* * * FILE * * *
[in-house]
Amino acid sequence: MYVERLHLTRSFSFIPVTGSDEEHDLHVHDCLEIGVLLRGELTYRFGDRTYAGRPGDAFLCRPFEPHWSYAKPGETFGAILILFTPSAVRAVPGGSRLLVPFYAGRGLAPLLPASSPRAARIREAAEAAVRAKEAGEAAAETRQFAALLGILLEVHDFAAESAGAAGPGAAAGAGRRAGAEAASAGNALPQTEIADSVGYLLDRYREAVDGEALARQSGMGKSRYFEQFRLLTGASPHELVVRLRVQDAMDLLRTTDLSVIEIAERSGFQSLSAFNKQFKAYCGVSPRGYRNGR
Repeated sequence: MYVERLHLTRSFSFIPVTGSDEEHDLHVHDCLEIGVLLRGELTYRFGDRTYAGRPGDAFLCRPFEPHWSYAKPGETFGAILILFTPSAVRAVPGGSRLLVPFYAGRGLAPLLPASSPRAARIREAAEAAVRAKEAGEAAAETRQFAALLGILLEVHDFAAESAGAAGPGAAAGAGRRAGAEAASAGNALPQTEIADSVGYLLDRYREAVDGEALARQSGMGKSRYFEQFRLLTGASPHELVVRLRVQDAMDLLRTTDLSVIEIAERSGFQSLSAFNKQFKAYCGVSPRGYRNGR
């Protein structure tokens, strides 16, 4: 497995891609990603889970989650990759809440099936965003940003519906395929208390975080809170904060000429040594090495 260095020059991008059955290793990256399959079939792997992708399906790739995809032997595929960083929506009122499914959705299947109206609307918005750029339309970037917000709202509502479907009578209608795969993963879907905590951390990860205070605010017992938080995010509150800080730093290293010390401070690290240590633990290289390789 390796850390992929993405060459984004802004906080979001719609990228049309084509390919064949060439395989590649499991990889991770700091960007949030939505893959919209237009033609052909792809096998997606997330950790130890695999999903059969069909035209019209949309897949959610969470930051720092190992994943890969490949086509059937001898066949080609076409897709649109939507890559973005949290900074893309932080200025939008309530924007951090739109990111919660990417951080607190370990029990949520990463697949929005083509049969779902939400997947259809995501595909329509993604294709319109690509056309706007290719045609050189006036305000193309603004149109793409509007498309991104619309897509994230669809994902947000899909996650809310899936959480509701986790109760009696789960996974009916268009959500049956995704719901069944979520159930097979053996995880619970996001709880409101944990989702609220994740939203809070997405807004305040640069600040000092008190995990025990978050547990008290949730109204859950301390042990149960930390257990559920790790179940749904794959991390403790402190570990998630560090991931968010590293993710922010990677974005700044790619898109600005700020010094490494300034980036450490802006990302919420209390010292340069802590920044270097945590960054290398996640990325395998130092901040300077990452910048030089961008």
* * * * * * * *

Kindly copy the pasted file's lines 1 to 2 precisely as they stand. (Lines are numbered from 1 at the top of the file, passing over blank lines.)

[in-house]
Amino acid sequence: MYVERLHLTRSFSFIPVTGSDEEHDLHVHDCLEIGVLLRGELTYRFGDRTYAGRPGDAFLCRPFEPHWSYAKPGETFGAILILFTPSAVRAVPGGSRLLVPFYAGRGLAPLLPASSPRAARIREAAEAAVRAKEAGEAAAETRQFAALLGILLEVHDFAAESAGAAGPGAAAGAGRRAGAEAASAGNALPQTEIADSVGYLLDRYREAVDGEALARQSGMGKSRYFEQFRLLTGASPHELVVRLRVQDAMDLLRTTDLSVIEIAERSGFQSLSAFNKQFKAYCGVSPRGYRNGR